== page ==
Topped with tender, miso-glazed roasted eggplant and fresh Asian cucumber pickles, these burgers strike a sweet-savory balance that's hard to resist.
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Thai-style grilled chicken coated in a marinade flavored with cilantro, white pepper, and fish sauce is one of the tastiest things you'll ever pull off of your grill. There's a reason you can't walk more than a few blocks in Bangkok without catching a whiff of its intense aroma. Here's how to make it in your own backyard.
This quick and simple stir-fry features cod that's been water-velveted—an easy technique that guarantees tender, silky meat. Light, delicate and full of gently cooked vegetables, it's a perfect dish in a multi-course meat-heavy menu.
This quick and simple stir-fry features both fresh and dried mushrooms for maximum flavor and texture, and chicken that's been water-velveted—an easy technique that guarantees tender, silky meat.
This easy stir-fry of pork with vegetables and sweet-and-sour sauce uses a great, hassle-free water-velveting technique for tender, silky strips of meat.
Intensely beefy and buttery skirt steak is the star of this quick stir-fry, featuring sweet snap peas tossed in oyster sauce.
Braised short ribs are one of the most comforting of comfort foods, but they're not exactly summer fare. By borrowing some tricks from Korean cooking—such as flavoring them with a kalbi-style sauce and topping them with refreshing green onion and pear—this version transforms them into a warm-weather-friendly main course.
This dish, from the Hakka Chinese community, is an offal lover's dream: snappy omasum (bible) tripe stir-fried with tart mustard greens, fermented black beans, and red chilies.
This rich, complex clam sauce was inspired by linguine with clam sauce. Here it's infused with fried alliums, nori, and Korean flavors like gochujang chili paste. It was created to be served with smoked Korean rice cakes, but can also be served on pasta or rice.
Inspired by linguine with clam sauce, this recipe radically reinvents the dish. Incorporating Korean flavors like gochujang (chili paste) and kim chi, replacing the pasta with chewy Korean rice cakes, and adding a flavorful fried onion-and-garlic topping, the result is a complex, layered, and satisfying meal.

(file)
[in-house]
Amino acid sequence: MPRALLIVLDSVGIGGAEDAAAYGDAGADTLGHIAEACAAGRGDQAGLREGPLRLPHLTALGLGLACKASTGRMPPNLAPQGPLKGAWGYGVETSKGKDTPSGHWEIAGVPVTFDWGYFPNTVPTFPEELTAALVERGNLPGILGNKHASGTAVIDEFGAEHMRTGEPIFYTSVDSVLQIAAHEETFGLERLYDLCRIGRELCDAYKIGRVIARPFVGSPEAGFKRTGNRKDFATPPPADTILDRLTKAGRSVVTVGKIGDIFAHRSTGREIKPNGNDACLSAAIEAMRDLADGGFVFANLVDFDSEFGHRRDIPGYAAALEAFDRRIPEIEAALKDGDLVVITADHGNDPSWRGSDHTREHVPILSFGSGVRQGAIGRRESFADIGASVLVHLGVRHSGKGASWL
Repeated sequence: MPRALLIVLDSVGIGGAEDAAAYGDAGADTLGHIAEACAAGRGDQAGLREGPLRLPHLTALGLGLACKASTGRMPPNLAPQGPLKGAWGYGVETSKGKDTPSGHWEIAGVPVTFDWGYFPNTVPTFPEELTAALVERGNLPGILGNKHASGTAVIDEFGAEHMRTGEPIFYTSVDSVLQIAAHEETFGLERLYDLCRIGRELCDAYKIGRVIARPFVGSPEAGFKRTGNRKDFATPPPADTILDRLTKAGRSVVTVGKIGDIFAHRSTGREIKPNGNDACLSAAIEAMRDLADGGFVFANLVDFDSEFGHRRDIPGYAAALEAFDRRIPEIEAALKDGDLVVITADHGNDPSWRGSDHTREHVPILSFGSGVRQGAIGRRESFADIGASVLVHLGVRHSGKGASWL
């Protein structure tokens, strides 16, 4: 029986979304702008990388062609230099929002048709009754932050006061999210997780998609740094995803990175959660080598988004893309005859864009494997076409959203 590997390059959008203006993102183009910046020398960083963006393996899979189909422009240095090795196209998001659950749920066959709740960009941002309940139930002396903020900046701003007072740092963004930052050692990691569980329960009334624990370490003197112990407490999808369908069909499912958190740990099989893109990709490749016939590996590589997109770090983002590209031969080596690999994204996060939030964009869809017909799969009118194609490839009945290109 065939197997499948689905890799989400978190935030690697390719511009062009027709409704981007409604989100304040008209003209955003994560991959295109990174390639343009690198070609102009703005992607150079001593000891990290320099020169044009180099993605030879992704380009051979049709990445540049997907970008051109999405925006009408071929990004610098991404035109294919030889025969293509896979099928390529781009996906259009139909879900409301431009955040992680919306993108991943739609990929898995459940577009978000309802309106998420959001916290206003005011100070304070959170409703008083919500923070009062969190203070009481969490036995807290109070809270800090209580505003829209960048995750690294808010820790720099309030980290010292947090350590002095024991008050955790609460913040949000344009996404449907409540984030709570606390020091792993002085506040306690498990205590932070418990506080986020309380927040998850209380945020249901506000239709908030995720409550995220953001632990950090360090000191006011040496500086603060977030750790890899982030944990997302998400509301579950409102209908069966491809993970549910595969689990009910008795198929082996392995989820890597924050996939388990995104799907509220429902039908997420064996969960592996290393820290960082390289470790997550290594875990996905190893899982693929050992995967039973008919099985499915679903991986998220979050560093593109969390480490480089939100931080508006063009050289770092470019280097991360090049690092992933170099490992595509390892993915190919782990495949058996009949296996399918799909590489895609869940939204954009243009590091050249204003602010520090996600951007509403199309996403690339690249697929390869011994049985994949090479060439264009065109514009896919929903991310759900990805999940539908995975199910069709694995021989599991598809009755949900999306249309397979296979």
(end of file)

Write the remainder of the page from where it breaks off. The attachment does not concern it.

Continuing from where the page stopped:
This quick-to-cook stir-fry of eggs with shrimp, Chinese chives, garlic, and ginger is popular among Cantonese home cooks for both its ease and wonderful flavor. It can be made with or without the shrimp, or with sliced roast pork in place of the shrimp.
Korean rice cakes are wonderfully chewy, and their subtle flavor is the perfect foil to strong, rich sauces. But that doesn't mean they can't have their own flavor too. Here, the rice cakes are quickly smoked using a makeshift stovetop smoking rig that requires no special equipment beyond a couple of disposable aluminum roasting pans and some wood shavings.
In this variation on Kung Pao chicken, firm white-fleshed fish such as catfish or tillapia is marinated with soy sauce and white pepper, then deep fried until golden. Afterwards, it's stir-fried with classic Sichuan flavors: spicy dried chilies, mouth-numbing Sichuan peppercorns, and garlic.
Hunanese food is famous for its fiery, chili-spiked dishes, and this quick and easy one with hand-torn cabbage, fresh red chilies, garlic, scallions, and bacon, is no exception. In fact, by Hunan standards, this dish is fairly tame. Slightly sour, thanks to the addition of black rice vinegar, the dish is great as part of a multi-course meal where the other dishes are even more intensely flavored and spicy.
Scratch-made chicken curry is a thing of beauty, with far greater complexity than anything that comes out of a jar. Add supple rice noodles and an array of toppings, and consider me satisfied for the next week.
Grilled Steaks With Roasted Tomato Dipping Sauce (Crying Tiger, or Suea Rong Hai Kap Jaeo Ma-Khuea Thet) From 'Simple Thai Food'
Like son-in-law eggs, this "crying tiger" dish of grilled steak with spicy tomato sauce has a mysterious name. No one really knows if the tiger is crying because the steaks are good or bad, or if the sauce is just so spicy that it generates tears. I'm inclined to believe the latter, because if you're grilling rib-eye, it'd be a shame to serve it tough.
Most connoisseurs of Southeast Asian food know that Thai salads are not often leafy, vegetable-based dishes. In fact, they are much more likely to be filled with meat and tossed in a funky, fish-sauce laden dressing. This duo of pork and broccoli in Leela Punyaratabandhu's new cookbook, Simple Thai Food, is no exception.